importing screen shot

I had a thought-provoking conversation with Nicole Rushin on Google+ last week. She had posted this blog post, where she talks about how she came to write her most recent “about” blurb for her website. (Read the whole Google+ conversation here.)

In a recent webinar, Eckhart Tolle talked about the importance of telling your story.

Justine Musk asked in a recent post, ‘What is your one sentence?’

Robert Moss reminded me in his book, Active Dreaming, that a human being is an animal that must define itself or else be defined by others.

I have also had a couple of things happen that made me feel like I was dragging too much of my past into my present.

So, I rewrote my ‘About’ page and thought I would share it here.

Her post really hit home, because I’ve been struggling myself for the last couple of weeks with updating the “about” page here on Unlike the “about” pages on my other blogs, Mirificationis and Kitchen Sink Wisdom, which have very specific subjects and were easy for me to summarize, this blog feels somehow amorphous. I haven’t quite been able to pin down – at least in my own mind – why this blog even exists. Until now.

Nicole suggested writing an email to myself – as if to a friend – so that’s what I did. Here’s what it said.

Dear Michelle:

I fear this is going to make you feel guilty and ashamed (because you’ll think it’s show-off-y and not at all humble), but here’s the deal: You’re writing this blog first and foremost for you. It’s your online journal or daybook.

Do you remember the first published journal entries you read? They were Harriet’s notes in the book Harriet the Spy, and you started keeping private notebooks of your own because of them. And then there was Go Ask Alice, the diary of a teenage girl who gets lost in the San Francisco drug culture in the 1960s… and a number of other Young Adult books written using the journaling device. More recently, you’ve enjoyed Sabrina Ward Harrison's art journals, full of her hard-hitting questions and luscious illustrations. Not to mention your current favorite blogs, which include The Bloggess and Chookooloonks – both first-person perspectives on their creative authors’ lives.

You like reading about other people’s stories for the same reason that you loved going to your friends houses when you were seven years old. It amazed you to see how other people lived. It blew your mind that you had choices – that not everyone lived the way you and your family did. Shirley MacLaine once said (in an interview with Barbara Walters), “Show me who you are, and I’ll know more about who I am.” (You liked her autobiographical books, too.). You want to know who other people are, and you want to know who you are. That’s why you write.

So stop feeling ashamed. Don’t care one whit whether anyone’s going to read this or not. Put your heart on the screen. Give a voice to the song that you hear running through your mind’s ear. Show people the things that you find beautiful. (Like that line from the Depeche Mode song that you love, “Let me show you the world in my eyes.”)

Maybe, just maybe, there’s someone out there who will someday find what you’ve written, and realize that they, too, have choices.

I’ve recently imported my Tumblr blog, A Little Instant Emelgy, here to It’s going to take me a while to add titles to the blog posts and clean up any tags, but feel free to explore my archives for photos from my last couple of years.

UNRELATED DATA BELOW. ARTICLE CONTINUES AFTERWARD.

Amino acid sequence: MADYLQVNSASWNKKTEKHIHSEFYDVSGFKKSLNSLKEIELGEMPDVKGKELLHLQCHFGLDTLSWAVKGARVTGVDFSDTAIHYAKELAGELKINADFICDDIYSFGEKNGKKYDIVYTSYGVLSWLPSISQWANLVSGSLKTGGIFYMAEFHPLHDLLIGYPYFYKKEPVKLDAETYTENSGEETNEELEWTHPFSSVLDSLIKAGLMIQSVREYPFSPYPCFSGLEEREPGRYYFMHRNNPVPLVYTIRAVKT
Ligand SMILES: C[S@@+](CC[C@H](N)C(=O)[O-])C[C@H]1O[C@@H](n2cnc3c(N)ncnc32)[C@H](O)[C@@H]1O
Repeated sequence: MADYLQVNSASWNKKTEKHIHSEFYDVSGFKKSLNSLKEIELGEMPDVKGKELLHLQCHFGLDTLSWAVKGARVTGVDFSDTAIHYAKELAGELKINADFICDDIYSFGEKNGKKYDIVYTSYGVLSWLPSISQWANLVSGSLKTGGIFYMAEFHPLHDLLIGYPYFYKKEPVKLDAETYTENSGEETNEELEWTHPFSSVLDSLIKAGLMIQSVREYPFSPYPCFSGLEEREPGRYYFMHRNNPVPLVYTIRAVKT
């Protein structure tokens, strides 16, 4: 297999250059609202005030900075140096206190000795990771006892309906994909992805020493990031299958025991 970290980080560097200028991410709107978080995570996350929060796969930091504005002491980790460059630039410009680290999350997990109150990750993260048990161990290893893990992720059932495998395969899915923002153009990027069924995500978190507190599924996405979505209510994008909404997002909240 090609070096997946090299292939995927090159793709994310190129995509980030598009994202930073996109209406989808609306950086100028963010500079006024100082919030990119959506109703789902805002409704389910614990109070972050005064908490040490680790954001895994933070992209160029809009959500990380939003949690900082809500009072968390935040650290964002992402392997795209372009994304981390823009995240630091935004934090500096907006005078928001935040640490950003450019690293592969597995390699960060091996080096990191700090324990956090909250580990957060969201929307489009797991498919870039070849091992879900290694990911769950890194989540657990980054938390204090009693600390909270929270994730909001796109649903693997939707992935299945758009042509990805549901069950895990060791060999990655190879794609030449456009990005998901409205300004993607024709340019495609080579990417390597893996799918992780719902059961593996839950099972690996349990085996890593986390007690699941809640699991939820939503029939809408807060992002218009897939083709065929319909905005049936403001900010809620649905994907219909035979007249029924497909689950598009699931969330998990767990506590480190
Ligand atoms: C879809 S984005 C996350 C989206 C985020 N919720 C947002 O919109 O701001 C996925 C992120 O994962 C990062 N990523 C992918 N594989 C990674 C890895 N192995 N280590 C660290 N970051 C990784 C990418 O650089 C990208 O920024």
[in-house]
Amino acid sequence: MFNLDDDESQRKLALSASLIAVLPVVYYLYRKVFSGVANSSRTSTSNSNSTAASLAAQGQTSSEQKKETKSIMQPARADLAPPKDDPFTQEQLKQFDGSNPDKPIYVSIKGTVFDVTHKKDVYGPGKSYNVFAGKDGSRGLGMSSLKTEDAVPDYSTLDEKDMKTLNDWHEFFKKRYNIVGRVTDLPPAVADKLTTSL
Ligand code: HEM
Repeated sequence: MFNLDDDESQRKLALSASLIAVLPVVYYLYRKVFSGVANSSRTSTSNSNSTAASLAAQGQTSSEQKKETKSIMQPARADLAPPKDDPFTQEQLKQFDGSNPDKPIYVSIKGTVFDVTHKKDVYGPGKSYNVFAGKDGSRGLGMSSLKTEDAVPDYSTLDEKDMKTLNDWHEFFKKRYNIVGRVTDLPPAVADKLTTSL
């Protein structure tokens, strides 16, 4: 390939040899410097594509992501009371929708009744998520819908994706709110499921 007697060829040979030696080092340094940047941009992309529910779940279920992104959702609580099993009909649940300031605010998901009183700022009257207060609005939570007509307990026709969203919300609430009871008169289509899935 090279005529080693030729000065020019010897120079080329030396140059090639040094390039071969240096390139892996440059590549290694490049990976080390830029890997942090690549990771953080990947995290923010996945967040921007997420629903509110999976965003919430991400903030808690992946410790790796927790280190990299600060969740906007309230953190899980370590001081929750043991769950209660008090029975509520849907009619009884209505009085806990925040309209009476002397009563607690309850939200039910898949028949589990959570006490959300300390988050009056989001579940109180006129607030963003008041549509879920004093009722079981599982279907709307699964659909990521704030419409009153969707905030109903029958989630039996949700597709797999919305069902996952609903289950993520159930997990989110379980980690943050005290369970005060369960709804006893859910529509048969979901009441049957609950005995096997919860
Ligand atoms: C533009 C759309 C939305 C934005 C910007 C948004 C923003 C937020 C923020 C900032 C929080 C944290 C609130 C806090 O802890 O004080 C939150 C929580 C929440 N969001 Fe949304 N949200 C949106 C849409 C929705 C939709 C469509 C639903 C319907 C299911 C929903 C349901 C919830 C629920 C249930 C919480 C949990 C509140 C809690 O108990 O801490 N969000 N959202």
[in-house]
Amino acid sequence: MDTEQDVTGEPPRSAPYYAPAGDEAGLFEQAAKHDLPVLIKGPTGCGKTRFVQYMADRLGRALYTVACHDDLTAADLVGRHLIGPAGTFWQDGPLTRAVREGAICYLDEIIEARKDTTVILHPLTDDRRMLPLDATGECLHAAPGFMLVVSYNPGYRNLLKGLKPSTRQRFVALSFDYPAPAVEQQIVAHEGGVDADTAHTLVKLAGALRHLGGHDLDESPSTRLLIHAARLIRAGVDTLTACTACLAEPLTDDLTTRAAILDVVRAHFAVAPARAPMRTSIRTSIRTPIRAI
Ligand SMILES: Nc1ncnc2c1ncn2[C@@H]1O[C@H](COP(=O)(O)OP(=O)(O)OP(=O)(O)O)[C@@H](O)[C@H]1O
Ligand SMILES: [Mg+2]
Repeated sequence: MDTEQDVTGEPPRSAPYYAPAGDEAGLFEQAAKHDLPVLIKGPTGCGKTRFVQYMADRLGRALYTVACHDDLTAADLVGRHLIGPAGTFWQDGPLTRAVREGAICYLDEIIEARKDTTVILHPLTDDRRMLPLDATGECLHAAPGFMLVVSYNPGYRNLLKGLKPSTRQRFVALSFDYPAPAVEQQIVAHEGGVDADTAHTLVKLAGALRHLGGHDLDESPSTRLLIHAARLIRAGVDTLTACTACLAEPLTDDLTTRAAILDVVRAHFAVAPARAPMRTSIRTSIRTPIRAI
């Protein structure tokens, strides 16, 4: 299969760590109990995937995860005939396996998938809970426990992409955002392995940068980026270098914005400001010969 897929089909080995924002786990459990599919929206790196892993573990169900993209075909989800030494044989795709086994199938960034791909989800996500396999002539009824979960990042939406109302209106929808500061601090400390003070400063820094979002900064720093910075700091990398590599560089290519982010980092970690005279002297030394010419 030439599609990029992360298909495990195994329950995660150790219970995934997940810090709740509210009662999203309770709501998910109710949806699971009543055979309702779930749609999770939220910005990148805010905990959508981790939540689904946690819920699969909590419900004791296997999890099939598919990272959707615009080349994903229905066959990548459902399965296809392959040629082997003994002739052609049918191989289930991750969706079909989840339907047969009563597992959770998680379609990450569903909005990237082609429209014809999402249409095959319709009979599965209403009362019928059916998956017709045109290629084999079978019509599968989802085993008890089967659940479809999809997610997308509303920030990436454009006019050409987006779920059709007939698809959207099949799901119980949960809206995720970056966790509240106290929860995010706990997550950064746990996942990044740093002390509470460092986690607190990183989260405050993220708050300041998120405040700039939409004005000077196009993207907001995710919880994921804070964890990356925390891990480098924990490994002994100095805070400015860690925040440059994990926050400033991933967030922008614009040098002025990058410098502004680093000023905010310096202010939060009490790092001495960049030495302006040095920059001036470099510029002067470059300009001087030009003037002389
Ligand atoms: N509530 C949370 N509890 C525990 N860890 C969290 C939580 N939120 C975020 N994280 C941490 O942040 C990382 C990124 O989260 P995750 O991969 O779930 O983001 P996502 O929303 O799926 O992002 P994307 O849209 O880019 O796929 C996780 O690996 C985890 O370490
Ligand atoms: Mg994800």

Update: The Tumblr import didn’t work out so well. I’ve deleted all the Tumblr posts. Not sure if I’m going to try again, or just let the whole thing be.

so i’m writing this book

stack of art journals

I’m not quite sure how it happened (to be honest, it feels a little like a dream that I may wake up from at any moment), but I’m writing a book right now. It’s based on these daily blog posts that I’ve written for my Kitchen Sink Wisdom blog over the past two months, on the theme of ritual.

I’m excited and humbled by this project. It keeps me up at night, and puts a smile on my face every morning.

I’ve always wanted to write a book, but I never knew how to get a book written. To tell you the truth, the very idea of writing a book always intimidated me. How do you choose a subject? How do you make it interesting? Even though I’ve been a paid writer for nearly 20 years, the sheer length of a book scared me. I write short things: articles, newsletters, information sheets, procedures, training materials, blog posts, reports, business plans. But a book? No way. Too many words to ever get down on paper.

Then I found out that an acquaintance of mine has published 55 books in his lifetime. Yes, you’ve read that correctly. 55. And when I realized that his books were written one day at a time – sometimes one blog post at a time, the way I was writing – it finally occurred to me that maybe that’s how a book gets written. Through a regular practice, sentence by sentence, day after day.

The second, wondrous aspect of this particular book that I’m writing is that the subject matter of the book is the same as its process. Meaning, I’m using creative ritual to write a book about creative ritual. I’m tapping into an energy larger than myself (which some people might call God, or their muse, but I like to call creative Source), and letting that energy flow through me, while writing a book about how I let creative energy flow through me. Yes. Pretty trippy.

I’ve been blessed to have a small circle of readers who’ve followed the original blog posts day after day on Kitchen Sink Wisdom. Having them there has been a huge inspiration to me, and in honour of their faithfulness (and to help keep me focused), I’m making the working manuscript available to anyone who’s interested. You can read the introduction here. Email me if you want more. I’m happy to share.